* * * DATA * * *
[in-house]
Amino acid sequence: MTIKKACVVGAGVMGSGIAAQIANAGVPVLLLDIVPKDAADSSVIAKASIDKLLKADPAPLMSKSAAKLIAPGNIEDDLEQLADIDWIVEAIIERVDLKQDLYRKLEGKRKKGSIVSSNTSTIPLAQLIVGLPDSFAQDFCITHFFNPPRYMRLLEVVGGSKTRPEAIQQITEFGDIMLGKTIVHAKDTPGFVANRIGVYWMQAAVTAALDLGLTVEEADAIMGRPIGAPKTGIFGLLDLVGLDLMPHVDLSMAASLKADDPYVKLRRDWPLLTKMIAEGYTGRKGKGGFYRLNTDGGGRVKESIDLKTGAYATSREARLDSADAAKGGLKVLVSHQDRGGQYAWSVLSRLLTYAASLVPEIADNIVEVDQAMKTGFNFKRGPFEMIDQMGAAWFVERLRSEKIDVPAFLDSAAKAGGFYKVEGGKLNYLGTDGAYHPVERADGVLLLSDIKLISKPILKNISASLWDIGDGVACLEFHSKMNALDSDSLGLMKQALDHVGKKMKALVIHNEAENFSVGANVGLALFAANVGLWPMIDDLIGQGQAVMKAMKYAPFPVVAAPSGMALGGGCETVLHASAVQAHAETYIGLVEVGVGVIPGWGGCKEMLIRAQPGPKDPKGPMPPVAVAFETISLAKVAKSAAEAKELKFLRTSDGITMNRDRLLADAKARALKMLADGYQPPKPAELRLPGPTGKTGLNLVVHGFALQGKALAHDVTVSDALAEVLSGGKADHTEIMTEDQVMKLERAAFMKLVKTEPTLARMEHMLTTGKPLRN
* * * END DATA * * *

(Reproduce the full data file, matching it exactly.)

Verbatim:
[in-house]
Amino acid sequence: MTIKKACVVGAGVMGSGIAAQIANAGVPVLLLDIVPKDAADSSVIAKASIDKLLKADPAPLMSKSAAKLIAPGNIEDDLEQLADIDWIVEAIIERVDLKQDLYRKLEGKRKKGSIVSSNTSTIPLAQLIVGLPDSFAQDFCITHFFNPPRYMRLLEVVGGSKTRPEAIQQITEFGDIMLGKTIVHAKDTPGFVANRIGVYWMQAAVTAALDLGLTVEEADAIMGRPIGAPKTGIFGLLDLVGLDLMPHVDLSMAASLKADDPYVKLRRDWPLLTKMIAEGYTGRKGKGGFYRLNTDGGGRVKESIDLKTGAYATSREARLDSADAAKGGLKVLVSHQDRGGQYAWSVLSRLLTYAASLVPEIADNIVEVDQAMKTGFNFKRGPFEMIDQMGAAWFVERLRSEKIDVPAFLDSAAKAGGFYKVEGGKLNYLGTDGAYHPVERADGVLLLSDIKLISKPILKNISASLWDIGDGVACLEFHSKMNALDSDSLGLMKQALDHVGKKMKALVIHNEAENFSVGANVGLALFAANVGLWPMIDDLIGQGQAVMKAMKYAPFPVVAAPSGMALGGGCETVLHASAVQAHAETYIGLVEVGVGVIPGWGGCKEMLIRAQPGPKDPKGPMPPVAVAFETISLAKVAKSAAEAKELKFLRTSDGITMNRDRLLADAKARALKMLADGYQPPKPAELRLPGPTGKTGLNLVVHGFALQGKALAHDVTVSDALAEVLSGGKADHTEIMTEDQVMKLERAAFMKLVKTEPTLARMEHMLTTGKPLRN